Declaratory Relief, Remedies, Contract, Land Use, Property, Permits, Evidence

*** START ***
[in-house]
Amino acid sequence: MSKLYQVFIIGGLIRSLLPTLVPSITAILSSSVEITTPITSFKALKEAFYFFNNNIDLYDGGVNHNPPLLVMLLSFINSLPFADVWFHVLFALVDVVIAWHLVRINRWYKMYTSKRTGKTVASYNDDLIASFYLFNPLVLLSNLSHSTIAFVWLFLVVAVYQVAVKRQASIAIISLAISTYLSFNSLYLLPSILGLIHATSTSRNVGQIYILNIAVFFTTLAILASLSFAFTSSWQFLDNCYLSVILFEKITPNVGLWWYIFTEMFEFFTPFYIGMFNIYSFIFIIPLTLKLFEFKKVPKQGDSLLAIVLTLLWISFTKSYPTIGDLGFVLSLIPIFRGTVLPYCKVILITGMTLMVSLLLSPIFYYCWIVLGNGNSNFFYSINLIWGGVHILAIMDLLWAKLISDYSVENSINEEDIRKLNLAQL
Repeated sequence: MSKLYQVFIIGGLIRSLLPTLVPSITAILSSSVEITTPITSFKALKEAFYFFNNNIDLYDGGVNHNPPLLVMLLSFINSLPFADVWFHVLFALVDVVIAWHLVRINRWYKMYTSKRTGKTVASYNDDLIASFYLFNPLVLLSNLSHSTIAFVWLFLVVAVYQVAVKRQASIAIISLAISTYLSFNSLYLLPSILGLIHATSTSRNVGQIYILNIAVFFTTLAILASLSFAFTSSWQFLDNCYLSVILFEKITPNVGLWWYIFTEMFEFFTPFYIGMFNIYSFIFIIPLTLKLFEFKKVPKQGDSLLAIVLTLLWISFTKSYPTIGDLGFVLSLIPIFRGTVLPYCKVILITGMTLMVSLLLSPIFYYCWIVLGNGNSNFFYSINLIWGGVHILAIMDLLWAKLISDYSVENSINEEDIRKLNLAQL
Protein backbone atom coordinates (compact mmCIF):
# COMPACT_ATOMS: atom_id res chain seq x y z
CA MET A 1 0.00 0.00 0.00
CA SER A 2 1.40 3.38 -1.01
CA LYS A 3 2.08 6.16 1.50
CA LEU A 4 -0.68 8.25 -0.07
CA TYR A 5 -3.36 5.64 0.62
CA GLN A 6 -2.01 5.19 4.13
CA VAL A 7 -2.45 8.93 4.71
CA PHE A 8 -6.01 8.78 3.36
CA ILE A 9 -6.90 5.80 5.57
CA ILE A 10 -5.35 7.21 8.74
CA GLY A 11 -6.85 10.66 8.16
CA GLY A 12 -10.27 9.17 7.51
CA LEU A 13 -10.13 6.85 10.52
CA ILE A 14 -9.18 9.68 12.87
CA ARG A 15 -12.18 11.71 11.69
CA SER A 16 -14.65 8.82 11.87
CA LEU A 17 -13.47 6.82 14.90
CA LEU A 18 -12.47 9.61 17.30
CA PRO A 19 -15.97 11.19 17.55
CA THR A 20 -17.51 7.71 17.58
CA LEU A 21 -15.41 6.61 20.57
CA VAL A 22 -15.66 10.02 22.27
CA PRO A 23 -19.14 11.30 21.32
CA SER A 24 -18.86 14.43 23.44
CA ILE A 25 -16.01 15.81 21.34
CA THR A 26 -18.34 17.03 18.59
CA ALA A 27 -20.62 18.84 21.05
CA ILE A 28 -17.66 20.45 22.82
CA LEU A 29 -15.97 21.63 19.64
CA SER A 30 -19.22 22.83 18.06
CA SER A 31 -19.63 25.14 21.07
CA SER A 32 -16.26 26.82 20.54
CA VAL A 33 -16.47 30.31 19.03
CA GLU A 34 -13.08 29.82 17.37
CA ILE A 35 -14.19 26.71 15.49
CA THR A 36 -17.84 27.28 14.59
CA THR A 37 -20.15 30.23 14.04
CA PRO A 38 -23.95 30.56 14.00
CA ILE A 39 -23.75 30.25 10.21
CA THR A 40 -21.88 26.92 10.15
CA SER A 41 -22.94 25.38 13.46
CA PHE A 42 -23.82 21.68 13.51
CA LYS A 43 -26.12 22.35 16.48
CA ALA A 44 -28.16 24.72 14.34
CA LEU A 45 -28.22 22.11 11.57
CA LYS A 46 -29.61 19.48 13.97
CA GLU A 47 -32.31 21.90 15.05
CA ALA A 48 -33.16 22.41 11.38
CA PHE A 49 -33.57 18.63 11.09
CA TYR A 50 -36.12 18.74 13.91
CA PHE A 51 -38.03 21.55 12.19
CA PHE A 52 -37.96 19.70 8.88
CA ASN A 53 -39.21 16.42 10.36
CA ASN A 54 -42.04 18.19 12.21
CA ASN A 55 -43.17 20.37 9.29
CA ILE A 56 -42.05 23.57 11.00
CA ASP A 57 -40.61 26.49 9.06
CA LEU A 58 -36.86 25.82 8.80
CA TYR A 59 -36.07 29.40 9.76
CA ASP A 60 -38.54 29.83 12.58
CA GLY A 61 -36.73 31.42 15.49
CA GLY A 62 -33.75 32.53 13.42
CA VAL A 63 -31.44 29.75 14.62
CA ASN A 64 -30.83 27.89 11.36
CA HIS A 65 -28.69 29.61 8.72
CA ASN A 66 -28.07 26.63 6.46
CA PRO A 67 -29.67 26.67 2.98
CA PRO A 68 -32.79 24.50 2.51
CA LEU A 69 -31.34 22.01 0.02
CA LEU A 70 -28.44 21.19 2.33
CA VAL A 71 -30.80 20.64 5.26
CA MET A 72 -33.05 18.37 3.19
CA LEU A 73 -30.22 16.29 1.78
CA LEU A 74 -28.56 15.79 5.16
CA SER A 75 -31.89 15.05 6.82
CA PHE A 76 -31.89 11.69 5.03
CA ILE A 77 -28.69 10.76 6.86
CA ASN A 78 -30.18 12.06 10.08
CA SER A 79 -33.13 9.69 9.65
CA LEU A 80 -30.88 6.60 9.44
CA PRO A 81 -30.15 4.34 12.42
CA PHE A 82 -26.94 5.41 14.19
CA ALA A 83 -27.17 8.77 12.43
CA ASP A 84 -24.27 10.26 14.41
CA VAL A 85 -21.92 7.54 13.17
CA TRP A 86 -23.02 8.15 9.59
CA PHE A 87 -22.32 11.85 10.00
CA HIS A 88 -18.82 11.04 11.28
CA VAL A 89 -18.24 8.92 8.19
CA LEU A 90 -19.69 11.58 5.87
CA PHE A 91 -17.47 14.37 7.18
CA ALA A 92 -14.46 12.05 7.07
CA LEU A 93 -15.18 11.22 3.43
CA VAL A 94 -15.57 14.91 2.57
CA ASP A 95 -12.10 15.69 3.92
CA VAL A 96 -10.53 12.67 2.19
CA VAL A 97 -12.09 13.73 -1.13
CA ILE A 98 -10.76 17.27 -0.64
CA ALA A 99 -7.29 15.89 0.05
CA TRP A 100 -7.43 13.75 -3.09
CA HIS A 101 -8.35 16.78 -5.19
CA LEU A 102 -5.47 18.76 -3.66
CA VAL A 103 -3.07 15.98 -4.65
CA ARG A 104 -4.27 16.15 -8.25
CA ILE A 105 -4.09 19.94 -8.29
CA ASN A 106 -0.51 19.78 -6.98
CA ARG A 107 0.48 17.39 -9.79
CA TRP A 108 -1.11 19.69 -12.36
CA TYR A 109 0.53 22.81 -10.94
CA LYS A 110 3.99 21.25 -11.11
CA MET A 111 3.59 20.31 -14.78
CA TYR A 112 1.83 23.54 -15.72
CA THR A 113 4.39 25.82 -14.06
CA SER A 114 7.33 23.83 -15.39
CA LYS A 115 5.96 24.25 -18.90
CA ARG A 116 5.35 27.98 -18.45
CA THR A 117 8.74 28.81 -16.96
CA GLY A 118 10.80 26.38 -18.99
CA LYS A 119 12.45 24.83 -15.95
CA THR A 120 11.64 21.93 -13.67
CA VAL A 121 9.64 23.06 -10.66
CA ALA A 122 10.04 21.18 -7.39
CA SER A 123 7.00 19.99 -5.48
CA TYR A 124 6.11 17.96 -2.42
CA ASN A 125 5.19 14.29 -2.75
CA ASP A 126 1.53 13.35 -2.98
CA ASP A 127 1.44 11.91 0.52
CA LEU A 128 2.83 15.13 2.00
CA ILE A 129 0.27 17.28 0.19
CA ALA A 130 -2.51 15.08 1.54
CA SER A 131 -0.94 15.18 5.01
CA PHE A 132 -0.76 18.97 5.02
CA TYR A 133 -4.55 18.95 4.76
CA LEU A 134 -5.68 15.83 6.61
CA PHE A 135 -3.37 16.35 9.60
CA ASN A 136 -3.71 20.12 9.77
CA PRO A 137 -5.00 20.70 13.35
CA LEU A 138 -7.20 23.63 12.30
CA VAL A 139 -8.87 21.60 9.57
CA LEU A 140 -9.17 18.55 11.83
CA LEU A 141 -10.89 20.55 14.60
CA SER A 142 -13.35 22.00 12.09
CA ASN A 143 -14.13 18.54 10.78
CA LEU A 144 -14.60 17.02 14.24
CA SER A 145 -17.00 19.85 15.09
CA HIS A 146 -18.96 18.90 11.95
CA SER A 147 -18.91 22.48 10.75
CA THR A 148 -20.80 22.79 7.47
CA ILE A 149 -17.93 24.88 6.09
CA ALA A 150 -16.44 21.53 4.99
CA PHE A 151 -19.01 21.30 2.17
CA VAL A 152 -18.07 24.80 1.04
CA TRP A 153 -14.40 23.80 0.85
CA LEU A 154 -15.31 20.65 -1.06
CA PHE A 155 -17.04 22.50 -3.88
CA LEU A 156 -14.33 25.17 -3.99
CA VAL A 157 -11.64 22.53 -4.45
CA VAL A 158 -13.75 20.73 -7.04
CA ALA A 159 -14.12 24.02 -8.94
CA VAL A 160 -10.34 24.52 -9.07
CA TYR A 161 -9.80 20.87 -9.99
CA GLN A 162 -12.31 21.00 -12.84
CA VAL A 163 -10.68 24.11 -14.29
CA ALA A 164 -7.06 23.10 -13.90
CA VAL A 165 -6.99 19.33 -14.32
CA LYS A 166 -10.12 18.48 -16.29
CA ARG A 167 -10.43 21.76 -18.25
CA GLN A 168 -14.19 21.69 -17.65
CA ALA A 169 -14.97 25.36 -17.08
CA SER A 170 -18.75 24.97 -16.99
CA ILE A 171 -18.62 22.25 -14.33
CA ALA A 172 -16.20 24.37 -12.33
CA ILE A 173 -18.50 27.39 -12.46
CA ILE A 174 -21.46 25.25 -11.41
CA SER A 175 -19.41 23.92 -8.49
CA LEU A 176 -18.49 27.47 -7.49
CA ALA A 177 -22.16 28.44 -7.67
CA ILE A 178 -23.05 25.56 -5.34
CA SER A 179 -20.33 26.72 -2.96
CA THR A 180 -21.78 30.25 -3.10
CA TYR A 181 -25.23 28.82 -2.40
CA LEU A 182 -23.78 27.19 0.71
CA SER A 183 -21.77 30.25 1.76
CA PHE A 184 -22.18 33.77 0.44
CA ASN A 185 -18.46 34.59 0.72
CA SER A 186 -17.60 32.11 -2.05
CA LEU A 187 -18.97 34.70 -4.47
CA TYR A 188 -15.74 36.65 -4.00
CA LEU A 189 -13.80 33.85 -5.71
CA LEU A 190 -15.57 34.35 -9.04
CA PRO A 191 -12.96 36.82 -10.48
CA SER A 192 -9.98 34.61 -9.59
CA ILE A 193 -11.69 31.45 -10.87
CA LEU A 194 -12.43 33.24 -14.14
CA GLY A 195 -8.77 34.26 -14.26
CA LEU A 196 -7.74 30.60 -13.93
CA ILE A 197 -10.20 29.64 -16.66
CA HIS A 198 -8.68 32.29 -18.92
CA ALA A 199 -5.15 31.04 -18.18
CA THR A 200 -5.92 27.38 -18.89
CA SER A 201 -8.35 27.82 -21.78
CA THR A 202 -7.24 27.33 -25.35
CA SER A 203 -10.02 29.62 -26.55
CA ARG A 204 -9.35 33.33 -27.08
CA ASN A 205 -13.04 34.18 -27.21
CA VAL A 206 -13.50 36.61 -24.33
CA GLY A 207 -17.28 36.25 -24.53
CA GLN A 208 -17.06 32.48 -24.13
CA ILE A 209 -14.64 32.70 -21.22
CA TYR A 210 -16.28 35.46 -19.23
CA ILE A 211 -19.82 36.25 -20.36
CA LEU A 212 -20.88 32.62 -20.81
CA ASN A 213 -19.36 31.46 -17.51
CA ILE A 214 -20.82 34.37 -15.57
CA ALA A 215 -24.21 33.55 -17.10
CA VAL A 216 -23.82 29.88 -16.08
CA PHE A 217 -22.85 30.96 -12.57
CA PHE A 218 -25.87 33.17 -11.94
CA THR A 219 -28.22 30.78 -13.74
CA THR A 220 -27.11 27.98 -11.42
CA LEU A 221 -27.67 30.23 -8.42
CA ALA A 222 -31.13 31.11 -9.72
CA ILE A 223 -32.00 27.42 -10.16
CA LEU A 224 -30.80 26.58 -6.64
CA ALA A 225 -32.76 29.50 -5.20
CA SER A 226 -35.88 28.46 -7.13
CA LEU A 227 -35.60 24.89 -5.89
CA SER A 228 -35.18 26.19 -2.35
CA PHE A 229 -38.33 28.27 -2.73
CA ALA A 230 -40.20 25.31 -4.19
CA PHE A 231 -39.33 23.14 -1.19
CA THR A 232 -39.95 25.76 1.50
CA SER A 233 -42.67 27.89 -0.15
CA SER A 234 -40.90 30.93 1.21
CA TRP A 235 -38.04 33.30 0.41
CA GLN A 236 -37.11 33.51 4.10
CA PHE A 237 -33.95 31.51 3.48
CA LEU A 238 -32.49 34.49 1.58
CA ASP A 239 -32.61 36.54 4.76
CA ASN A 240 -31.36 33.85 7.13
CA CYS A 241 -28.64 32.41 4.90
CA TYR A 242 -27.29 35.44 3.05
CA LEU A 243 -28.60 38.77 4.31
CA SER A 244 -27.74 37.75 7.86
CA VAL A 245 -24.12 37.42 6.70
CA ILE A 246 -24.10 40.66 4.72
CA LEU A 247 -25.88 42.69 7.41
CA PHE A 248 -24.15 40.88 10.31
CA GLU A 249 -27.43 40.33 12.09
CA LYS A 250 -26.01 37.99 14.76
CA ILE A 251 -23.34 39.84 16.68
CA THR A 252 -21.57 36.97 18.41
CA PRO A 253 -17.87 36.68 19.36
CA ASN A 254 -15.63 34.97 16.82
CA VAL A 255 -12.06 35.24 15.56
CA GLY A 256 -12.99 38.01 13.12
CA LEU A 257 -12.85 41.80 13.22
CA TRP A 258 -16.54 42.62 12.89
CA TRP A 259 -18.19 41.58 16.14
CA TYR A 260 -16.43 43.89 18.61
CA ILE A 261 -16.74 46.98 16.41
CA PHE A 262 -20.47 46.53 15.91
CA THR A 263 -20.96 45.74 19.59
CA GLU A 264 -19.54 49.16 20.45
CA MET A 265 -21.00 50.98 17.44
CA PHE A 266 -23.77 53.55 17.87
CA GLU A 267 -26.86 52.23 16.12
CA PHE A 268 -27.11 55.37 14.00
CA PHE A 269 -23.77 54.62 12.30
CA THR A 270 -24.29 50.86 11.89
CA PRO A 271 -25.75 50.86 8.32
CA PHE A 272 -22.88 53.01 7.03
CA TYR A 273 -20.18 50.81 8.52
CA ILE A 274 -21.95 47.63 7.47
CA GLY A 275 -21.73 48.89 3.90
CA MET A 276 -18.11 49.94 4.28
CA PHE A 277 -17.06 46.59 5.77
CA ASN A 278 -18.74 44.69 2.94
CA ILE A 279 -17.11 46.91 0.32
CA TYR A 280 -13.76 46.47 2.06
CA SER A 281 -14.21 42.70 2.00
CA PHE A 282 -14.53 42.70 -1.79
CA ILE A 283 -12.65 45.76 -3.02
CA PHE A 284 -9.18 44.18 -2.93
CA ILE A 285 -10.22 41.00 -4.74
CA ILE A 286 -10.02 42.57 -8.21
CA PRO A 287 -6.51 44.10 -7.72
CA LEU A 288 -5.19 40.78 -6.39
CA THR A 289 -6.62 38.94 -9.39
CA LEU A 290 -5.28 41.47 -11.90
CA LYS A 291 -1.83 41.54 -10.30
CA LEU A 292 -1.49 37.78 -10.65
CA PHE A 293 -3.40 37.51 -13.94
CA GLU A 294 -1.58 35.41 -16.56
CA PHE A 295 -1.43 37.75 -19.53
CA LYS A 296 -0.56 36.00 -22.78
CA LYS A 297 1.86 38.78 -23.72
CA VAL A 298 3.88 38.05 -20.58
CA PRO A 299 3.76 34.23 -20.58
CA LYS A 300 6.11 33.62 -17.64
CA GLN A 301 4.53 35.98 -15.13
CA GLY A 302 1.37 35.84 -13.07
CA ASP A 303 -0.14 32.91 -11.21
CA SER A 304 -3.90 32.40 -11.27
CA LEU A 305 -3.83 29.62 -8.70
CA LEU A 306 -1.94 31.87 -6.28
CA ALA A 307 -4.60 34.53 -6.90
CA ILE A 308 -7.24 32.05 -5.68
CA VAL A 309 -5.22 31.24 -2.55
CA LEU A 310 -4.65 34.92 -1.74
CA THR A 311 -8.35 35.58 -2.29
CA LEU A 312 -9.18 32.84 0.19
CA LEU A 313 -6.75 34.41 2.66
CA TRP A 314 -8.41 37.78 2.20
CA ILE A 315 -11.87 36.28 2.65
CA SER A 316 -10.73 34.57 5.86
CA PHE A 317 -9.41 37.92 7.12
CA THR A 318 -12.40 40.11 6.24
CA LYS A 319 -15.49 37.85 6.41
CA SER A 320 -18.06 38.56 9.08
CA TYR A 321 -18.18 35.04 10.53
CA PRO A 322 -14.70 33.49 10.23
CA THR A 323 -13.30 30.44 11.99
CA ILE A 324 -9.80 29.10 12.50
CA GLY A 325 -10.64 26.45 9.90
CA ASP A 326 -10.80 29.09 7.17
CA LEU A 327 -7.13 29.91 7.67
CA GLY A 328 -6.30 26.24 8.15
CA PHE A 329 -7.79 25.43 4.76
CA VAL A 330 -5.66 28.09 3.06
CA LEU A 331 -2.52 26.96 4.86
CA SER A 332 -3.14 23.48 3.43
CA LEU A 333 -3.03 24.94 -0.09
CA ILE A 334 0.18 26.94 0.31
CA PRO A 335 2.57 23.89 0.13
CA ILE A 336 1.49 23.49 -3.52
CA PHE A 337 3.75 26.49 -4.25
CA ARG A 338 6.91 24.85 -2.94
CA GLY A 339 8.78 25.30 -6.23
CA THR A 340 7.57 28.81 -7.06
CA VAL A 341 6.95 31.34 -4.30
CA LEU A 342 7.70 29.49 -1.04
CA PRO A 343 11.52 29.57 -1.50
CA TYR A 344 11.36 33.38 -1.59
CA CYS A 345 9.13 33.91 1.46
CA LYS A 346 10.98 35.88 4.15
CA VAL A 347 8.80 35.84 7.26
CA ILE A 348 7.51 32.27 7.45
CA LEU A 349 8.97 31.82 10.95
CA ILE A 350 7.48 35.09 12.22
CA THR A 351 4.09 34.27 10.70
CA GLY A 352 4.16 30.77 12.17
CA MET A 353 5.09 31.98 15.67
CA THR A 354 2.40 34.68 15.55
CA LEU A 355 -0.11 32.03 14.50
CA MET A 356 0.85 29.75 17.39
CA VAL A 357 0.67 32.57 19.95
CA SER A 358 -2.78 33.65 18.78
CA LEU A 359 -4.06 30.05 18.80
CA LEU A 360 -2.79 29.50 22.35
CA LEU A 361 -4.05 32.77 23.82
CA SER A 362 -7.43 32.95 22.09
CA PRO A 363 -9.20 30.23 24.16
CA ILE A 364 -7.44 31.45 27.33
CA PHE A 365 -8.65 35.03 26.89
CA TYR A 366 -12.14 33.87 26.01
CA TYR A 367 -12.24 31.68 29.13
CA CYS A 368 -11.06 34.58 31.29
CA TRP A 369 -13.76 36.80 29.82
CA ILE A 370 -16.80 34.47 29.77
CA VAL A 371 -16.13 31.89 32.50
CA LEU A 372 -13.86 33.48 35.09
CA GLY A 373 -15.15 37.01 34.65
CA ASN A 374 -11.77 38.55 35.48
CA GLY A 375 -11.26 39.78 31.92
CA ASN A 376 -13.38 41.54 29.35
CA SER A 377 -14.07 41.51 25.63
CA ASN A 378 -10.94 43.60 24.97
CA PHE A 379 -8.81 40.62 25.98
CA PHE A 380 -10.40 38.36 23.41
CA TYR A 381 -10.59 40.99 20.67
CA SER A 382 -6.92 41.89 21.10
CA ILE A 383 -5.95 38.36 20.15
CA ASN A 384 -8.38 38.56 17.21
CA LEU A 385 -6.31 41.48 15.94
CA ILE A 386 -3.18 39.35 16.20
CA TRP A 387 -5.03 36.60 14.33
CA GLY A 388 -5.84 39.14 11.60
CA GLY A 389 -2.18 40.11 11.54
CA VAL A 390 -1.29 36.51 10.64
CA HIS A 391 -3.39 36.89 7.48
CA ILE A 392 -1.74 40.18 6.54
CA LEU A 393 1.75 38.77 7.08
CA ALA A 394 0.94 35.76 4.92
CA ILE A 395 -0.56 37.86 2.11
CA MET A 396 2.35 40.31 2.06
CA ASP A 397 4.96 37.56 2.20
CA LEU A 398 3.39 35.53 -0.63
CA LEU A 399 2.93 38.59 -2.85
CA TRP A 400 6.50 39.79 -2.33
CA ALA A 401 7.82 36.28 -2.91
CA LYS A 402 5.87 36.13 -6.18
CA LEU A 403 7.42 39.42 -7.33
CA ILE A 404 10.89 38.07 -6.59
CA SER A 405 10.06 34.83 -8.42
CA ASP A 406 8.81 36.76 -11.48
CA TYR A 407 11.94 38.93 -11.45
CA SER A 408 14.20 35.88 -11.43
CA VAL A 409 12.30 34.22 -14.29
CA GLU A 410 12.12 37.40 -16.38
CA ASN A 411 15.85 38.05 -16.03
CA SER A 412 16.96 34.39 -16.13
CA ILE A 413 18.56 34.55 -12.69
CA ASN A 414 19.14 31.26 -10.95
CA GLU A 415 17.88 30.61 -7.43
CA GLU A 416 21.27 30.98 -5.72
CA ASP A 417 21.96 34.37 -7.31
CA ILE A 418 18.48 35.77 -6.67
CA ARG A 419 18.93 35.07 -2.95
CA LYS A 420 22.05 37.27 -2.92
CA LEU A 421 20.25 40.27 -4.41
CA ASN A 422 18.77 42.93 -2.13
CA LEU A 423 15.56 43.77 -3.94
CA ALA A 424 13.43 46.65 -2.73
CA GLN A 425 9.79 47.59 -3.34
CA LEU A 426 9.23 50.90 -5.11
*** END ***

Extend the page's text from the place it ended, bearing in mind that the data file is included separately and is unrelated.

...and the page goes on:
In August 2003 Mandurah Enterprises Pty Ltd was the registered proprietor of lots 7 and 49 of the local government area of the City of Mandurah, south of Perth. Mr and Mrs Graham were the registered proprietors of lots 8 and 30 in the City of Mandurah. Each of the lots fell within the Peel Region Scheme (PRS). Following the gazettal of the PRS in October 2002 part of each of lots 7, 8 and 30 and all of lot 49 were reserved for Primary Regional Roads. The balance of lots 7 and 8 were zoned “urban” and the balance of lot 30 was zoned “industrial”. On 5 August 2003 a taking order was issued under s 177 of the Land Administration Act 1997 (WA) (Land Act) declaring that all of the lots had been compulsorily taken under the Land Act. The four lots comprised land on and adjacent to which the Perth to Mandurah railway was subsequently constructed. At the time of the acquisition the appellants sought declarations that the orders for acquisition were invalid. They were unsuccessful before the primary judge. A majority of the Court of Appeal of the Supreme Court of Western Australia upheld the primary judge’s decision, except in relation to that part of lot 30 which had been zoned “industrial” under the PRS. The High Court granted leave to the appellants to appeal the decision of the Court of Appeal. Under the Town Planning and Development Act 1928 (WA) (Planning Act) land may be compulsorily acquired “for the purpose of a town planning scheme”. Under the Land Act, when a particular entity has been authorised to “undertake, construct or provide [a] public work” (the definition of which included an authorised railway), then land “required for the purposes of the work” may be taken. The legislation which authorised the construction of the Perth to Mandurah railway also authorised the construction of “all necessary, proper and usual works and facilities in connection with the railway”. Under s 102 of the Public Works Act 1902 (WA) (Public Works Act) the Public Transport Authority is required to make such crossings as may be necessary to provide access to private land to which access has been cut off by the making of a railway line The railway was built over the western parts of lots 7 and 8, the eastern part of lot 30 and the whole of lot 49. All parties agreed the whole of lots 7 and 8 had been taken because, following construction of the railway, the parts of lots 7 and 8 not required for the railway would be inaccessible via public roads, and that lot 30 was taken as it was mistakenly believed that part of the lot would be rendered inaccessible via public road. The High Court unanimously determined that the PRS, which answered the description of a “town planning scheme”, authorised the taking of the whole of lot 49 and those parts of lots 7, 8 and 30 which had been reserved for the purpose of a town planning scheme. However the taking of the zoned parts of lots 7, 8 and 30 in order to avoid an obligation to provide access to otherwise inaccessible land did not constitute an acquisition ofland in order to undertake, construct or provide a railway or for purposes incidental to that construction. Thus the Land Act did not authorise the taking of the parts of the lots which had been zoned “urban” (lots 7 and 8) or “industrial” (lot 30). The Court unanimously allowed the appeal. A majority of the members of the Court made declarations to the effect that the taking order was invalid insofar as it purported to apply to those parts of lots 7 and 8 which were zoned “urban” under the PRS and that part of lot 30 zoned “industrial” under the PRS; and that the interests of the registered proprietors in those parts of lots 7, 8 and 30 had not been extinguished by the registration of the taking order validly made in relation to the reserved portions of lots 7, 8 and 30 and the whole of lot 49. Justice Hayne would have declared that the Commission had no power to take any of the land which was not reserved under the PRS and that the taking order of 5 August 2003, which applied to all of the lots, was beyond the power of the Commission to make.